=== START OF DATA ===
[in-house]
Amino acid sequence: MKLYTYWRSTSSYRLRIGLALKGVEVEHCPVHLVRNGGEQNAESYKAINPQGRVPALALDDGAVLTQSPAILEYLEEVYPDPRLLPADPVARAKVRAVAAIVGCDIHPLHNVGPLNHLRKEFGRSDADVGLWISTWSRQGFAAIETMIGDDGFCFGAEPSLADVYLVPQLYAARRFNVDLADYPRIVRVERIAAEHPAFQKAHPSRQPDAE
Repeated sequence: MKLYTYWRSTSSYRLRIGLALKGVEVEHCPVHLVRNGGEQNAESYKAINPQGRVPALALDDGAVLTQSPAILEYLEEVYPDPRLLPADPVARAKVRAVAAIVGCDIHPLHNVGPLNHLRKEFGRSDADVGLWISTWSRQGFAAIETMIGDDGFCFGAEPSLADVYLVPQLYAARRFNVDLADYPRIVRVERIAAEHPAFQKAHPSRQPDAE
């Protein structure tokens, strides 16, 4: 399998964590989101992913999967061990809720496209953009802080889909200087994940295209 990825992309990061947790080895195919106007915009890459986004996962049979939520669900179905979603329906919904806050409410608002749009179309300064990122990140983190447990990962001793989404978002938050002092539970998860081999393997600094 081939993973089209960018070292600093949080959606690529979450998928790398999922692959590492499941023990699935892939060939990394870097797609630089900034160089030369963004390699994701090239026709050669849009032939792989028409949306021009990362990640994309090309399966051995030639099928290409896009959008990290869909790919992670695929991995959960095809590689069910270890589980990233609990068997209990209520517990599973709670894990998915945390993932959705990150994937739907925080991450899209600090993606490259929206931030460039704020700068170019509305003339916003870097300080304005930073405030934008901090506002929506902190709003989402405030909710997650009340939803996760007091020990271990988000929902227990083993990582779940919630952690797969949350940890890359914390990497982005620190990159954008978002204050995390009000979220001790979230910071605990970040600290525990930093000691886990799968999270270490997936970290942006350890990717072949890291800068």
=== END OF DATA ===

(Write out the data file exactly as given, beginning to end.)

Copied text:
[in-house]
Amino acid sequence: MKLYTYWRSTSSYRLRIGLALKGVEVEHCPVHLVRNGGEQNAESYKAINPQGRVPALALDDGAVLTQSPAILEYLEEVYPDPRLLPADPVARAKVRAVAAIVGCDIHPLHNVGPLNHLRKEFGRSDADVGLWISTWSRQGFAAIETMIGDDGFCFGAEPSLADVYLVPQLYAARRFNVDLADYPRIVRVERIAAEHPAFQKAHPSRQPDAE
Repeated sequence: MKLYTYWRSTSSYRLRIGLALKGVEVEHCPVHLVRNGGEQNAESYKAINPQGRVPALALDDGAVLTQSPAILEYLEEVYPDPRLLPADPVARAKVRAVAAIVGCDIHPLHNVGPLNHLRKEFGRSDADVGLWISTWSRQGFAAIETMIGDDGFCFGAEPSLADVYLVPQLYAARRFNVDLADYPRIVRVERIAAEHPAFQKAHPSRQPDAE
């Protein structure tokens, strides 16, 4: 399998964590989101992913999967061990809720496209953009802080889909200087994940295209 990825992309990061947790080895195919106007915009890459986004996962049979939520669900179905979603329906919904806050409410608002749009179309300064990122990140983190447990990962001793989404978002938050002092539970998860081999393997600094 081939993973089209960018070292600093949080959606690529979450998928790398999922692959590492499941023990699935892939060939990394870097797609630089900034160089030369963004390699994701090239026709050669849009032939792989028409949306021009990362990640994309090309399966051995030639099928290409896009959008990290869909790919992670695929991995959960095809590689069910270890589980990233609990068997209990209520517990599973709670894990998915945390993932959705990150994937739907925080991450899209600090993606490259929206931030460039704020700068170019509305003339916003870097300080304005930073405030934008901090506002929506902190709003989402405030909710997650009340939803996760007091020990271990988000929902227990083993990582779940919630952690797969949350940890890359914390990497982005620190990159954008978002204050995390009000979220001790979230910071605990970040600290525990930093000691886990799968999270270490997936970290942006350890990717072949890291800068």